MAPS!

Maps make it easy to see how systems work. Every kid has brushed her teeth or flushed a toilet, so, kids show up in kindergarten already knowing about the water system. And with a map, we can show students more about it.

Here’s a sink, the pipes that go out to the street and the water purifying plant near your house. Rain? The beach? We can answer questions about other wet stuff, too. And from there we can jump off into a global citizenship lens. The oceans connect us as part of a giant system. And yes, it is the same system that‘s part of the water you use when you brush your teeth.

KIDS KNOW

The very young people in my classroom have only been here on earth for five or six years, and maybe they can remember three or four of those years. That is plenty of information to fuel systems thinking in the classroom. Even the youngest students have already had a lot of experiences, and those experiences all are prior knowledge about how our world works. They know systems, even if haven’t thought of them as systems, so, we show them!

Kid-led conversations really are about traveling without a map to create a map. That analogy illustrates what we try to capture when kids share ideas. By putting the words on paper, the students’ ideas become visible and when we stop brainstorming, step back, and draw lines to connect different ideas that are linked in real life, kids see a system.

Coming from a more traditional school, I just couldn’t imagine exactly how systems would work. I let myself try it. I experimented. I could see it working.

 

THE COZY SYSTEM

Yep! What are the systems that make you feel like you belong? My lovie, the blanket I snuggle in, my dad or mom, my books, my dog, a couch or the fireplace. These are the parts of the cozy system that work together to make me cozy. So the feeling is abstract but the stuff is stuff you know.

 

KIDS KNOW

The very young people in my classroom have only been here on earth for five or six years, and maybe they can remember three or four of those years. That is plenty of information to fuel systems thinking in the classroom. Even the youngest students have already had a lot of experiences, and those experiences all are prior knowledge about how our world works. They know systems, even if haven’t thought of them as systems, so, we show them!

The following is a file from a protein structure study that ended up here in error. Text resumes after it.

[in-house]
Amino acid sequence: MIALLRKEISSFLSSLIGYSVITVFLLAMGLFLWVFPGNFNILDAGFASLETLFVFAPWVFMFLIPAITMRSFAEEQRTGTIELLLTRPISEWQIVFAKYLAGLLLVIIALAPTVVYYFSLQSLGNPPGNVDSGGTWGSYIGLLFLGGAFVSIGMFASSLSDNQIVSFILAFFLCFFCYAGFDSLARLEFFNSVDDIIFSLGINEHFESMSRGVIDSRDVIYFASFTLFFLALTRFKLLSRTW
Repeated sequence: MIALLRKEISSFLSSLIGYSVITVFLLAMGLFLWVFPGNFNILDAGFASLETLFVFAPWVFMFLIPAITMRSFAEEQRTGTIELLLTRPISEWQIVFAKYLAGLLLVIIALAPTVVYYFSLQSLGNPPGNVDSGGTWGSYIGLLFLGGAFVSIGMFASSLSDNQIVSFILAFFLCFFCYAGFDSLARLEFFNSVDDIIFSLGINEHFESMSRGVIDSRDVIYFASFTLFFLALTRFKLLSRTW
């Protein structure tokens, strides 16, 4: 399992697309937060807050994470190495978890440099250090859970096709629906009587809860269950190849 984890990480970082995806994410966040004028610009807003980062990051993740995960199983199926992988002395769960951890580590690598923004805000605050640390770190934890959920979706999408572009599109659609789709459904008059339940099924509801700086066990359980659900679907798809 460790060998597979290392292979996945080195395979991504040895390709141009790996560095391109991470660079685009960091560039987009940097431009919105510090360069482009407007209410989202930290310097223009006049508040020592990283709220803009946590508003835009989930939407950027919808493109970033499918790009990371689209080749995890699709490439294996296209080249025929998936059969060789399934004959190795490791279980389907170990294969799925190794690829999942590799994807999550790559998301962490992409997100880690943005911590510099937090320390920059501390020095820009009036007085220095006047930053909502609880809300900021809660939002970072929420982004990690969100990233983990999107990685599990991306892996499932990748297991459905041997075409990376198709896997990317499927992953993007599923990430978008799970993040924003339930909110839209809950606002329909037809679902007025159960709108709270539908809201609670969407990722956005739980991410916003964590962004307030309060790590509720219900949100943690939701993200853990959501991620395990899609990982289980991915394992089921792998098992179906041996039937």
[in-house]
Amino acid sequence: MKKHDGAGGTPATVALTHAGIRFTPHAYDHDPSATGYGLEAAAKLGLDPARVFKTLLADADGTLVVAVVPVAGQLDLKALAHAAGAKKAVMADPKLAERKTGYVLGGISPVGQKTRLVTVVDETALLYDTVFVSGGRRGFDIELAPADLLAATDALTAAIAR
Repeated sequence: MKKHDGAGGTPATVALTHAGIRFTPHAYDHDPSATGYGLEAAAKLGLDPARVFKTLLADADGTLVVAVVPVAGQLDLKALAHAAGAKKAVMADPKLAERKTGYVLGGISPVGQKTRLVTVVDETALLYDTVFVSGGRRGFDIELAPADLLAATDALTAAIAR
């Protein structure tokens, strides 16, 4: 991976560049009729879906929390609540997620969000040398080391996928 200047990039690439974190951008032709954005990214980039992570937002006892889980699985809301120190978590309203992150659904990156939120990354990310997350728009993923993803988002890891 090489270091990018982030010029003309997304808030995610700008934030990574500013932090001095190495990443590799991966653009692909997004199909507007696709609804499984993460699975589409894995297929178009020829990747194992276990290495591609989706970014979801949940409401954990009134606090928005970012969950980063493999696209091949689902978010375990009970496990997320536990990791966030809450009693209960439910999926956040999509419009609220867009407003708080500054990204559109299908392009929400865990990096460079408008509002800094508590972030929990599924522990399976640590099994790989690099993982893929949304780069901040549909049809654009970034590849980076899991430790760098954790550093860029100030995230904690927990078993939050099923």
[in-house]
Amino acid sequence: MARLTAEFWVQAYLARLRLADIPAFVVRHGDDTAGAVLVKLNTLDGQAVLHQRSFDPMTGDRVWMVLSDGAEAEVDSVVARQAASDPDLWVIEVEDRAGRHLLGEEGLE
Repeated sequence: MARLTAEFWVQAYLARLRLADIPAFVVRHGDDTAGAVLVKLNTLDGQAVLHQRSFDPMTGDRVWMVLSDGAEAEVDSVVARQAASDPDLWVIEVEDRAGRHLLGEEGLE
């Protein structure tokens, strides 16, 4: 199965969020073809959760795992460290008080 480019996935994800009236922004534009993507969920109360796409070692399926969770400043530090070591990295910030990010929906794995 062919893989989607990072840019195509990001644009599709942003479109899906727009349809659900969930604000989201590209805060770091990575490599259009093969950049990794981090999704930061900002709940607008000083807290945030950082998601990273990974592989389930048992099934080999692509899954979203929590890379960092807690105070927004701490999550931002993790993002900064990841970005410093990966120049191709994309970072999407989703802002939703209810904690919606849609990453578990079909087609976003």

Kid-led conversations really are about traveling without a map to create a map. That analogy illustrates what we try to capture when kids share ideas. By putting the words on paper, the students’ ideas become visible and when we stop brainstorming, step back, and draw lines to connect different ideas that are linked in real life, kids see a system.

Coming from a more traditional school, I just couldn’t imagine exactly how systems would work. I let myself try it. I experimented. I could see it working.

MAPS!

Maps make it easy to see how systems work. Every kid has brushed her teeth or flushed a toilet, so, kids show up in kindergarten already knowing about the water system. And with a map, we can show students more about it.

Here’s a sink, the pipes that go out to the street and the water purifying plant near your house. Rain? The beach? We can answer questions about other wet stuff, too. And from there we can jump off into a global citizenship lens. The oceans connect us as part of a giant system. And yes, it is the same system that‘s part of the water you use when you brush your teeth.

THE COZY SYSTEM

Yep! What are the systems that make you feel like you belong? My lovie, the blanket I snuggle in, my dad or mom, my books, my dog, a couch or the fireplace. These are the parts of the cozy system that work together to make me cozy. So the feeling is abstract but the stuff is stuff you know.

COMING SOON!

SYSTEMS THINKING SCHOOLS

Wildwood Outreach Center

11811 W OLYMPIC BLVD, LOS ANGELES, CA 90064

(310) 806-4502

sbarrett@wildwood.org

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